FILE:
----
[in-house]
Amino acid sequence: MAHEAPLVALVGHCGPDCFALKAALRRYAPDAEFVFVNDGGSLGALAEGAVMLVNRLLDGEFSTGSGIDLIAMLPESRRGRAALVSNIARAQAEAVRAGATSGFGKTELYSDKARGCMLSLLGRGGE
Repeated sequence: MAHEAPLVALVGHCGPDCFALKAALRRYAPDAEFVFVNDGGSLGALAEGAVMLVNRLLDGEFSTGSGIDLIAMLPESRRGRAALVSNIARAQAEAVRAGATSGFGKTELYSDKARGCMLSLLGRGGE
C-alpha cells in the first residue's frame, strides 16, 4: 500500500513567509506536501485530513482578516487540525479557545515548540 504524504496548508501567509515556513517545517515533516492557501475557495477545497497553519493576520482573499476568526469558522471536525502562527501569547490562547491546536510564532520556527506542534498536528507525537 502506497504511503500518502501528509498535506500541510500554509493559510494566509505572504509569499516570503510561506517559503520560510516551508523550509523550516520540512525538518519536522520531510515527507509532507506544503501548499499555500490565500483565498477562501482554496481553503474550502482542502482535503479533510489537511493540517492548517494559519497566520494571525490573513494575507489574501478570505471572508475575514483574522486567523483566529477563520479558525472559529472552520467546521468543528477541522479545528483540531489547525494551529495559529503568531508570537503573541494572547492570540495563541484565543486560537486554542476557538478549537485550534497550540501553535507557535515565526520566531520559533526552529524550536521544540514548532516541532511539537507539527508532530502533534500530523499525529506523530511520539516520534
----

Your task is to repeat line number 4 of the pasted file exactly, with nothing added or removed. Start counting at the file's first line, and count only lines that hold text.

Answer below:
C-alpha cells in the first residue's frame, strides 16, 4: 500500500513567509506536501485530513482578516487540525479557545515548540 504524504496548508501567509515556513517545517515533516492557501475557495477545497497553519493576520482573499476568526469558522471536525502562527501569547490562547491546536510564532520556527506542534498536528507525537 502506497504511503500518502501528509498535506500541510500554509493559510494566509505572504509569499516570503510561506517559503520560510516551508523550509523550516520540512525538518519536522520531510515527507509532507506544503501548499499555500490565500483565498477562501482554496481553503474550502482542502482535503479533510489537511493540517492548517494559519497566520494571525490573513494575507489574501478570505471572508475575514483574522486567523483566529477563520479558525472559529472552520467546521468543528477541522479545528483540531489547525494551529495559529503568531508570537503573541494572547492570540495563541484565543486560537486554542476557538478549537485550534497550540501553535507557535515565526520566531520559533526552529524550536521544540514548532516541532511539537507539527508532530502533534500530523499525529506523530511520539516520534